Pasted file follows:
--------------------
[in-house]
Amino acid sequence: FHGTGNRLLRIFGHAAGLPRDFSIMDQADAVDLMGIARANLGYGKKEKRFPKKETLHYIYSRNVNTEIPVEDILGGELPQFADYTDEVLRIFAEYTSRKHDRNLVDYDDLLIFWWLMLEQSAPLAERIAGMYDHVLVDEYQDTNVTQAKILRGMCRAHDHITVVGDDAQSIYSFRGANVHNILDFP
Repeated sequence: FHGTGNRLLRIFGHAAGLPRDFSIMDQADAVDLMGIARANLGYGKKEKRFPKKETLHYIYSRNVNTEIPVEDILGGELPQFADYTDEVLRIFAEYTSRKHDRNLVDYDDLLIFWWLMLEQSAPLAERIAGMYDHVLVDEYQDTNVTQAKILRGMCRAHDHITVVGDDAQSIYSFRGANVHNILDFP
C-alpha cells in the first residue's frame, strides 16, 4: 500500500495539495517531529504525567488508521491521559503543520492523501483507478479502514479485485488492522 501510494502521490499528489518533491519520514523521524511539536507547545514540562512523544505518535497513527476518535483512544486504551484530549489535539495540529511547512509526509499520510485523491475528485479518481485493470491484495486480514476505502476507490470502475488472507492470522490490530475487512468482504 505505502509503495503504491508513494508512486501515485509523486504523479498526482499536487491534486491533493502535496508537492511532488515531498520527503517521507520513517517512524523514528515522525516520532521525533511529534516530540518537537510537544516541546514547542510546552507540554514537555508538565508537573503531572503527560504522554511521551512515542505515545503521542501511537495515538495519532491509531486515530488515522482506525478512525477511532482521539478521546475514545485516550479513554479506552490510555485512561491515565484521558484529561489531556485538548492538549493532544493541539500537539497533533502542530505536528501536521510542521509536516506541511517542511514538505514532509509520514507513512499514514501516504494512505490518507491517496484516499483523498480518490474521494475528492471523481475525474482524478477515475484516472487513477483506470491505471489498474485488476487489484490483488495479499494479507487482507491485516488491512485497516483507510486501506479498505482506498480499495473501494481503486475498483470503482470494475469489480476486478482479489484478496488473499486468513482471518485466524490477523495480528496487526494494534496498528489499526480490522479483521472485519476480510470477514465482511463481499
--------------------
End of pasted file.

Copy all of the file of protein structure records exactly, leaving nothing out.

[in-house]
Amino acid sequence: FHGTGNRLLRIFGHAAGLPRDFSIMDQADAVDLMGIARANLGYGKKEKRFPKKETLHYIYSRNVNTEIPVEDILGGELPQFADYTDEVLRIFAEYTSRKHDRNLVDYDDLLIFWWLMLEQSAPLAERIAGMYDHVLVDEYQDTNVTQAKILRGMCRAHDHITVVGDDAQSIYSFRGANVHNILDFP
Repeated sequence: FHGTGNRLLRIFGHAAGLPRDFSIMDQADAVDLMGIARANLGYGKKEKRFPKKETLHYIYSRNVNTEIPVEDILGGELPQFADYTDEVLRIFAEYTSRKHDRNLVDYDDLLIFWWLMLEQSAPLAERIAGMYDHVLVDEYQDTNVTQAKILRGMCRAHDHITVVGDDAQSIYSFRGANVHNILDFP
C-alpha cells in the first residue's frame, strides 16, 4: 500500500495539495517531529504525567488508521491521559503543520492523501483507478479502514479485485488492522 501510494502521490499528489518533491519520514523521524511539536507547545514540562512523544505518535497513527476518535483512544486504551484530549489535539495540529511547512509526509499520510485523491475528485479518481485493470491484495486480514476505502476507490470502475488472507492470522490490530475487512468482504 505505502509503495503504491508513494508512486501515485509523486504523479498526482499536487491534486491533493502535496508537492511532488515531498520527503517521507520513517517512524523514528515522525516520532521525533511529534516530540518537537510537544516541546514547542510546552507540554514537555508538565508537573503531572503527560504522554511521551512515542505515545503521542501511537495515538495519532491509531486515530488515522482506525478512525477511532482521539478521546475514545485516550479513554479506552490510555485512561491515565484521558484529561489531556485538548492538549493532544493541539500537539497533533502542530505536528501536521510542521509536516506541511517542511514538505514532509509520514507513512499514514501516504494512505490518507491517496484516499483523498480518490474521494475528492471523481475525474482524478477515475484516472487513477483506470491505471489498474485488476487489484490483488495479499494479507487482507491485516488491512485497516483507510486501506479498505482506498480499495473501494481503486475498483470503482470494475469489480476486478482479489484478496488473499486468513482471518485466524490477523495480528496487526494494534496498528489499526480490522479483521472485519476480510470477514465482511463481499